Love the brethren!
When you sit in the pew on Sunday do you really think of those about you as your brothers and sisters in the Lord?
Another evidence of the weakness of current spirituality, and of the effect of an outward piety, is the fact that we can go through the motions of congregational life without feeling the slightest compassion for the poor, the unfortunate, the aged, the ill, the sorrowing, the confused, the distressed.
Piety may never be self-centered. Sometimes one gets the impression that spiritual things serve as a kind of hobby, as something with which we can toy around. The popularity of certain “devotional classics” might be an indication of a kind of piety which is “a lot of fun” for people with a certain bent of mind.
A second step toward a healthy piety would be the rededication of ourselves to the Lord and to those who with us are one in Him. “If there is therefore any exhortation in Christ, if any consolation of love, if any fellowship of the Spirit, if any tender mercies and compassions, make full my joy, that ye be of the same mind, having the same love, being of one accord, of one mind; doing nothing through faction or through vain glory, but in lowliness of mind each counting other better than himself; not looking each of you to his own things, but each of you also to the things of others.” (Philippians 2:1–4)
Serve the Lord!
A third step might well be the restoration of none less than the Lord himself as the one whom we serve.
Church politics is always a bad game at which to play. Not infrequently rumblings are heard that our “common people” feel quite disgusted with the way in which church offices are gained, certain friends are “taken care of” and personal animosities are allowed to determine one’s stand on church issues. The result of this is that personal vindication often seems more important than the welfare of the cause of God.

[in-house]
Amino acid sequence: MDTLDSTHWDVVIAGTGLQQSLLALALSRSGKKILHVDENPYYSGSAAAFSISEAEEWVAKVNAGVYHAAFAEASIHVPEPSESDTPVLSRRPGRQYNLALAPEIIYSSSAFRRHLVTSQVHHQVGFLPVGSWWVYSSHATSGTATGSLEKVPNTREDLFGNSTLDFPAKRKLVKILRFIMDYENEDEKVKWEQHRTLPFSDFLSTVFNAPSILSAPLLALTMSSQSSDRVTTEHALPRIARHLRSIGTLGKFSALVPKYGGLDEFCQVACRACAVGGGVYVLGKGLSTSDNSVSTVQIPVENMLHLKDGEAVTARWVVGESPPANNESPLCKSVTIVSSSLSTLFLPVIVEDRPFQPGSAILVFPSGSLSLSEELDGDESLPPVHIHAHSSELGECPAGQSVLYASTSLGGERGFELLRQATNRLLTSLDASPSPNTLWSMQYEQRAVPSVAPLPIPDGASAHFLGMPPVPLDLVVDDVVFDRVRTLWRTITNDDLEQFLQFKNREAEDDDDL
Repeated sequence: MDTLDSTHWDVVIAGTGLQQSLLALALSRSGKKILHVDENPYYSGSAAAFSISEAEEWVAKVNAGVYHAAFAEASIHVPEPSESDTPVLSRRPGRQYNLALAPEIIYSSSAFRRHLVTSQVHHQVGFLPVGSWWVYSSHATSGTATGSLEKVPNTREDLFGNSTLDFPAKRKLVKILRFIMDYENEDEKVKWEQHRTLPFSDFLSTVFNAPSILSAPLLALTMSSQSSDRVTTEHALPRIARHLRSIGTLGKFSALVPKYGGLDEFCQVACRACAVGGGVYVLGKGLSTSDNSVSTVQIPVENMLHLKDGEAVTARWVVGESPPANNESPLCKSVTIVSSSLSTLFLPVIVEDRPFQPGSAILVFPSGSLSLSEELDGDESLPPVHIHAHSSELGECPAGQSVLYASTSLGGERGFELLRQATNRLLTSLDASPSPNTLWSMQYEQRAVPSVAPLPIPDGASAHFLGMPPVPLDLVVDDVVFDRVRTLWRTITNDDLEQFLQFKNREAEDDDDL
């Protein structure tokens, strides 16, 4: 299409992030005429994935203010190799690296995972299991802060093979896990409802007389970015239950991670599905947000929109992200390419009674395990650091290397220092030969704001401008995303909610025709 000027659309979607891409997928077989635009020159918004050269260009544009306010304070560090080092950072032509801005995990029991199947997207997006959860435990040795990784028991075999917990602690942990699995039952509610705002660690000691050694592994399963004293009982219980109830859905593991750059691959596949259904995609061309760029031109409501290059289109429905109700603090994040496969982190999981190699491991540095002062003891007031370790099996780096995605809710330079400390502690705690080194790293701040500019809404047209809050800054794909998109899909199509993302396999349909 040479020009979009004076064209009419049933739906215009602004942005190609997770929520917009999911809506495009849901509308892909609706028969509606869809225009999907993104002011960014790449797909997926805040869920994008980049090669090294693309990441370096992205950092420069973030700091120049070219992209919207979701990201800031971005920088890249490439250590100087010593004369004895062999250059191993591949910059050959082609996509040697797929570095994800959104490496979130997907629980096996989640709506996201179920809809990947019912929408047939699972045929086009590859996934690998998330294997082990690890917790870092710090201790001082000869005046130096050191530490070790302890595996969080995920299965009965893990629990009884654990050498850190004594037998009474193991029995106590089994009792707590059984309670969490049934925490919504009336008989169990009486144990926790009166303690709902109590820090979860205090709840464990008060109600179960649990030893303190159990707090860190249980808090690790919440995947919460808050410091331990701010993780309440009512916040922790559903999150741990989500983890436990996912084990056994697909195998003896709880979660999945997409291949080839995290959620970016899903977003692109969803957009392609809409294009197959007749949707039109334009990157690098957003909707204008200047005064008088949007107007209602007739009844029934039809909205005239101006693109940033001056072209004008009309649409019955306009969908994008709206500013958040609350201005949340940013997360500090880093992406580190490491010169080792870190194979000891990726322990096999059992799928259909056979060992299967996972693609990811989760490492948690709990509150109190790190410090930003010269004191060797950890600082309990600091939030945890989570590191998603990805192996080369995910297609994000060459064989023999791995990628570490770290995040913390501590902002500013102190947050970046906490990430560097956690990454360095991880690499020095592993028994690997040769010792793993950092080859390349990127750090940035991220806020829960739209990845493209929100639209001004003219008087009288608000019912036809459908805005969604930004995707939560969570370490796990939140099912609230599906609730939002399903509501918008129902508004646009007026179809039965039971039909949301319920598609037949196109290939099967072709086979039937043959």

To be active in the affairs of the church is every member’s duty. But when our own cause is the primary consideration; when our membership in ruling bodies and boards, our personal influence recognized or unrecognized becomes a serious matter for us, then we may well wonder if we are really trying as godly men to seek first the Kingdom of God, or if we are seeking first ourselves, using the Kingdom for personal self-expression.
True piety seeks the glory of God!
Only when we from the heart concentrate all our activity upon Him, will we avoid the evils of a merely external, outward piety. Only then will we be able to enjoy our Covenant God forever.
1. Westminster Confession of Faith, XX, 2.
2. Alexander Maclaren, The Expositor’s Bible, Vol. III, pp. 248, 249.
ALEXANDER C. DE JONG is the pastor of the Boston Square Christian Reformed Church, Grand Rapids, Mich.
EDWARD HEEREMA is public relations secretary of the Notional Union of Christian Schools and on ordained minister of the Orthodox Presbyterian Church.
JOHN H. PIERSMA is the pastor of the Franklin Street Christian Reformed Church, Grand Rapids, Mich.